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San Diego officials ban wood bonfires on local beaches to crack down on burn injuries and air quality at night, except in certain designated areas. 

The ban was confirmed through a 8-0 vote Tuesday, in an attempt to implement a new policy that will reduce injuries caused by fire, and to improve the air quality surrounding coastal neighborhoods. 

Officials say this ban will keep beach areas safe and prevent charcoal ash debris in the air throughout cities, such as Mission Beach. 

“The proposed changes will make our beaches safer by preventing hospitalizations, and they will help the environment by stopping the spread of charcoal ash debris and improve air quality throughout the city,” said Larry Webb, president of the Mission Beach Town Council.

Webb says that this isn't entirely a bonfire ban, but rather, implement stricter rules and regulations in order to prevent damage by fires.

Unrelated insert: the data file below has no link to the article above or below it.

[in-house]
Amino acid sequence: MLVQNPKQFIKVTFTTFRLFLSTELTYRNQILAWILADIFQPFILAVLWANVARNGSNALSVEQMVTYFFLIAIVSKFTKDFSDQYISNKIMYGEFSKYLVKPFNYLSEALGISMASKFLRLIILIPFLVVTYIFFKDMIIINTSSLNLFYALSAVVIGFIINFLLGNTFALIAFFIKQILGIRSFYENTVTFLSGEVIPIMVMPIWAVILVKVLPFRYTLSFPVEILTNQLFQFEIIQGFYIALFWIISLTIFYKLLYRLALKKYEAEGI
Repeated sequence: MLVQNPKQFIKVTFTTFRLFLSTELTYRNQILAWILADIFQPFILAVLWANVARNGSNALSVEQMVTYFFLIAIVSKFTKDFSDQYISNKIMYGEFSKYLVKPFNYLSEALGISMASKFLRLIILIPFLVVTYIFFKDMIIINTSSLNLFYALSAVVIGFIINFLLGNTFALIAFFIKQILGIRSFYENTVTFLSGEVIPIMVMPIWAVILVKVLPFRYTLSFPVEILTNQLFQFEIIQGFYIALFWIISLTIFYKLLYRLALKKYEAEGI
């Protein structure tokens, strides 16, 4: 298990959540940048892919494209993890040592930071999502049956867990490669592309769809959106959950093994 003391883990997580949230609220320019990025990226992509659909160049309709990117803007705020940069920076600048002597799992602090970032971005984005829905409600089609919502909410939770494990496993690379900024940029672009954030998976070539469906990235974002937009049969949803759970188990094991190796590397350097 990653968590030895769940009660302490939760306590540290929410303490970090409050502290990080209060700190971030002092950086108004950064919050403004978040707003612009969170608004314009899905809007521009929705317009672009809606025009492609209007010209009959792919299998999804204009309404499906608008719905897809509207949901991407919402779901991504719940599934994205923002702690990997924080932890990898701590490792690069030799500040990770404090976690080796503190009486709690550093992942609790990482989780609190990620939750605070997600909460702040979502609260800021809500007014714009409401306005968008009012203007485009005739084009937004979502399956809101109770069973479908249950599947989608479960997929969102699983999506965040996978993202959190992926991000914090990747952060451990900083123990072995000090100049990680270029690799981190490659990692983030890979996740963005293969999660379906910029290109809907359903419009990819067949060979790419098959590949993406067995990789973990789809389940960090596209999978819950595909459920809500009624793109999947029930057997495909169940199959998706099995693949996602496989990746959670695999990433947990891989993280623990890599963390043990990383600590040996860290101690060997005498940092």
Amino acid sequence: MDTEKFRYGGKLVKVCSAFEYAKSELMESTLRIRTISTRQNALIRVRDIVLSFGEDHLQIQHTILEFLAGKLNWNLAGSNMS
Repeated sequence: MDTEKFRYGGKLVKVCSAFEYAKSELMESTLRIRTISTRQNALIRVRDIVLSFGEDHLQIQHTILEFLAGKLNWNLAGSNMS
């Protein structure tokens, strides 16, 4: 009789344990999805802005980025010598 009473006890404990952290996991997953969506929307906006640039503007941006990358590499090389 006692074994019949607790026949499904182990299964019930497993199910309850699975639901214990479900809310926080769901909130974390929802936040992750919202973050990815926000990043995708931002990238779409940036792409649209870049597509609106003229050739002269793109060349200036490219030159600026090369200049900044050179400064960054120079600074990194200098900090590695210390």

“The amendments are not a ban on beach fires, but they will provide the public with clear rules as to what is allowed and give first responders the clarity needed to enforce regulations — clarity that currently doesn’t exist,” he said.

La Jolla and Pacific Beach representatives say that this action will increase San Diego beaches' value statewide, putting them on par with other beaches throughout California. 

“Beachgoers will no longer fear stepping on hot coals buried under the sand or breathing excessive smoke,” said Joe LaCava, who represents La Jolla and Pacific Beach.

With this ban, city officials say people can be fined somewhere between $250 to $1,000 for setting up illegal beach fires. 

This new law will go into effect 30 days after San Diego city council approves of this ban consecutively sometime in January. 


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